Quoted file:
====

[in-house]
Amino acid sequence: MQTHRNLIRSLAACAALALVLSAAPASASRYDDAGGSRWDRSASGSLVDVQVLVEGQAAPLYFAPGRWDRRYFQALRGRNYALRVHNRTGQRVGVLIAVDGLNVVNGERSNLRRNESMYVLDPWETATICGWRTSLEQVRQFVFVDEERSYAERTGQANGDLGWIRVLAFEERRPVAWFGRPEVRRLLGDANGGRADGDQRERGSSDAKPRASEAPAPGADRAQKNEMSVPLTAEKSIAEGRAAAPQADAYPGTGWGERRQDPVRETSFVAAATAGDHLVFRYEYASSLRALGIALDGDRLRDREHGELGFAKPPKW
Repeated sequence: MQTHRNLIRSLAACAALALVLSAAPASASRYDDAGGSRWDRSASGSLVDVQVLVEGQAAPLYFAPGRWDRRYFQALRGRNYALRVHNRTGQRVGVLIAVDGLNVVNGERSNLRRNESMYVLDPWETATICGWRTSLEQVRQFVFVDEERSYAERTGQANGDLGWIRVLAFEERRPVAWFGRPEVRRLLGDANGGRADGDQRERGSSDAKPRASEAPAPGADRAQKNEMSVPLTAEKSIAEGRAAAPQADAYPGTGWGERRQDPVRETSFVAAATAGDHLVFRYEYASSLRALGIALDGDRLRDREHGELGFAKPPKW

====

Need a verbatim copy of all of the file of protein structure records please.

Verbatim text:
[in-house]
Amino acid sequence: MQTHRNLIRSLAACAALALVLSAAPASASRYDDAGGSRWDRSASGSLVDVQVLVEGQAAPLYFAPGRWDRRYFQALRGRNYALRVHNRTGQRVGVLIAVDGLNVVNGERSNLRRNESMYVLDPWETATICGWRTSLEQVRQFVFVDEERSYAERTGQANGDLGWIRVLAFEERRPVAWFGRPEVRRLLGDANGGRADGDQRERGSSDAKPRASEAPAPGADRAQKNEMSVPLTAEKSIAEGRAAAPQADAYPGTGWGERRQDPVRETSFVAAATAGDHLVFRYEYASSLRALGIALDGDRLRDREHGELGFAKPPKW
Repeated sequence: MQTHRNLIRSLAACAALALVLSAAPASASRYDDAGGSRWDRSASGSLVDVQVLVEGQAAPLYFAPGRWDRRYFQALRGRNYALRVHNRTGQRVGVLIAVDGLNVVNGERSNLRRNESMYVLDPWETATICGWRTSLEQVRQFVFVDEERSYAERTGQANGDLGWIRVLAFEERRPVAWFGRPEVRRLLGDANGGRADGDQRERGSSDAKPRASEAPAPGADRAQKNEMSVPLTAEKSIAEGRAAAPQADAYPGTGWGERRQDPVRETSFVAAATAGDHLVFRYEYASSLRALGIALDGDRLRDREHGELGFAKPPKW